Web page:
Universities Must Promote National Interest

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Education is the key for the development process of an entire nation and can help in taking the country to global heights as a leader in the forefront, says Prof Mahendra P Lama, Pro-Vice Chancellor, Indira Gandhi National Open University (IGNOU), in conversation with Rozelle Laha

From being the founding Vice Chancellor of Sikkim University to Pro-Vice Chancellor of IGNOU, please share your experience as a teacher over the past 21 years.
Our country requires good institutions, primarily because students opting for higher education are very bright, targeted and forward. We need to channelise their creative minds, and their constructive and collective strength. As the founding Vice Chancellor of Sikkim University, my first aim was to build a national institution that would take care of the local youth, their needs, and an institution that would cater to the entire nation. Despite of the immense support from the central government and MHRD, we have failed to give good institutions to the people of the Northeast that are able to cater to the talented crowd there.
India has a huge role to play globally as far as education is concerned. The British, Americans, Chinese, Japanese have been using education as a very strong instrument in their foreign policy. While they are talking of hard powers like about atom bombs and tanks, but at the same time, they also give ample significance to education as a key soft power. Indians have not been able to play much on the soft power game despite of a strong historical background in education. Indian Universities should strive to promote the national interest to the global world.

 What are the major determinants of quality for education?
There is a huge difference between what we produce and what is required. When we think of quality in higher education, we should think of getting access of the same to all communities thus creating the right people to cater to the needs of the nation and transforming India into a major education hub by reaping the benefits of diverse culture, demography and geography available in the country.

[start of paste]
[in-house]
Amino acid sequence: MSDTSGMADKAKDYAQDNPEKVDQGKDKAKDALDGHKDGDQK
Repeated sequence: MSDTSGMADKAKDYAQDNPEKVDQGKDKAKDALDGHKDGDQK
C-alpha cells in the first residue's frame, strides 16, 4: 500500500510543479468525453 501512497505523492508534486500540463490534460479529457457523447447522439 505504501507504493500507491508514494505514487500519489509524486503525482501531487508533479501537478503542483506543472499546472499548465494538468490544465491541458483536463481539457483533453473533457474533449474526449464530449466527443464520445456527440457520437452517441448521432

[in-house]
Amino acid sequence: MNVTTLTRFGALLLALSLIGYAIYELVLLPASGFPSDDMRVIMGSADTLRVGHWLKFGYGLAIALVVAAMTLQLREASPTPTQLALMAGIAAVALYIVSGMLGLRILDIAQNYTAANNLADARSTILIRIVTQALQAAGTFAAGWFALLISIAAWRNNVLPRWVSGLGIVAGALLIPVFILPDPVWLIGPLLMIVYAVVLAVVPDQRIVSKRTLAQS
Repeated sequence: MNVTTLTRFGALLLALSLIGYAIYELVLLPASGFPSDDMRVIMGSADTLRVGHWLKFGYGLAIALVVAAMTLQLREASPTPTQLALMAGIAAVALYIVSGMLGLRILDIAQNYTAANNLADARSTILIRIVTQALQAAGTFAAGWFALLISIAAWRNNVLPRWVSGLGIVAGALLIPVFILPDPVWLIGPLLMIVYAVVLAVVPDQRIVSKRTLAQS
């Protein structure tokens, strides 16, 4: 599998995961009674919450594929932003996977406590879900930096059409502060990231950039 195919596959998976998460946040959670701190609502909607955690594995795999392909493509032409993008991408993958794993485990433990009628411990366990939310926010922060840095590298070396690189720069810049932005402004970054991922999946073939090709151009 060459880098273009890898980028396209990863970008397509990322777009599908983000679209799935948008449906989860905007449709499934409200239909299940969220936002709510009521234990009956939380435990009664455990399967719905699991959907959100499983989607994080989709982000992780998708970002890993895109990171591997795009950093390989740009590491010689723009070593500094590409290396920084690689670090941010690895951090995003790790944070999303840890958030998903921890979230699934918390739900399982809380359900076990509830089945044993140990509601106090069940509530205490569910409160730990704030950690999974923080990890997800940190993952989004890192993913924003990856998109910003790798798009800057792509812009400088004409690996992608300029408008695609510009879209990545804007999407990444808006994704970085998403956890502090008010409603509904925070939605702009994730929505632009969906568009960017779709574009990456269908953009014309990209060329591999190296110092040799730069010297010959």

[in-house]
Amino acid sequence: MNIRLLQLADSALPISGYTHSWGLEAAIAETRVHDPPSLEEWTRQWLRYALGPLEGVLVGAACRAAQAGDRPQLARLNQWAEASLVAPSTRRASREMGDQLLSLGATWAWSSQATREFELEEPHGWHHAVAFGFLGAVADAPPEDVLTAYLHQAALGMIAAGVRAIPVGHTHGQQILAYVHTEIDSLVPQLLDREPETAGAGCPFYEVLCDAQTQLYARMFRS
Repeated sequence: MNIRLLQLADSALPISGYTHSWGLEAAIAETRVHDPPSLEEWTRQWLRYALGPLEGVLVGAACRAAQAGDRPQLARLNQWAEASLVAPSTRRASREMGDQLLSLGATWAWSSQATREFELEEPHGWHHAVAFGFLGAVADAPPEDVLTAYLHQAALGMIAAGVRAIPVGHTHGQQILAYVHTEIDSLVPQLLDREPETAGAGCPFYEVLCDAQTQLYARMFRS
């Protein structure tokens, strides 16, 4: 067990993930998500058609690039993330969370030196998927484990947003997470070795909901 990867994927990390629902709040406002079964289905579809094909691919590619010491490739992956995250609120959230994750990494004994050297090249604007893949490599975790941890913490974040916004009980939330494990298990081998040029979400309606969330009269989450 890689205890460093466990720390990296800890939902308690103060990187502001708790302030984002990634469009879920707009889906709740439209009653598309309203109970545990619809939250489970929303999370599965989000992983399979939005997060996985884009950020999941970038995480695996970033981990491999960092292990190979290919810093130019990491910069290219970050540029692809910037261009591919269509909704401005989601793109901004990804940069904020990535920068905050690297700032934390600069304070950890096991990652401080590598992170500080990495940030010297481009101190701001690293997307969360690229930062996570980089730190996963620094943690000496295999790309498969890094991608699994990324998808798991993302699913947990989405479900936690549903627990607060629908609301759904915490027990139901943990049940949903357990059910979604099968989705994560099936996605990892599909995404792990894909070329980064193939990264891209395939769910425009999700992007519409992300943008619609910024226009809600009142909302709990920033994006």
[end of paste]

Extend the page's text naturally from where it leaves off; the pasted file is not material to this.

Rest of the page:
The condition of the educational institutes in the country is very poor. The number of higher education institutes is insufficient to cater to a population of more than 100 crore. Availability of a university per thousand of population in India is one of the lowest in the world as compared to China, Japan or America.
On a positive note, despite of the state of Indian institutions, foreign students and faculty do come to our country. So, it is evident that they are willing to be here. We only need to create a strong strategy and ensure quality to attract more such people here.

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lama2Sikkim University offers some unique courses unlike other universities. What inspired you to introduce such courses and how have students responded to these courses?
Most of the universities are teaching more or less similar courses these days. In Sikkim University, we did not want to offer courses available in other parts of the country. So, we established the School of Sustainable Development, School of Peace, Conflict and Human Security Studies, School of Indigenous and Folk Studies, School of Global Studies among many others. These courses attracted applicants from countries like China, Sri Lanka, Nepal, Bhutan and India.
Most of our present day conflicts are related to natural resource management (land, water, mineral resources), but very few universities in our country offer any course on natural resource management. Similarly, India is a country that shares borders with China, Nepal, Pakistan, Bangladesh, Bhutan, and coastal border with Sri Lanka, how many universities in the country offer courses on border? We at Sikkim University realised that with new set of courses, we will not only attract students from India but also abroad.

Please throw some light on the scenario of education in the Northeastern states with reference to the Northeast Region Document.
Most people perceive that the Northeast is all about insurgency, violence and terrorism, but the fact is that people resorting to such activities comprise of less than one percent of the population living there. They do not represent the entire population. We must establish institutes in the region that would attract more students from other parts of the country who can then carry the message that Northeast is not only about insurgency. Iis also about people, food, culture, intellectual resources and heritage.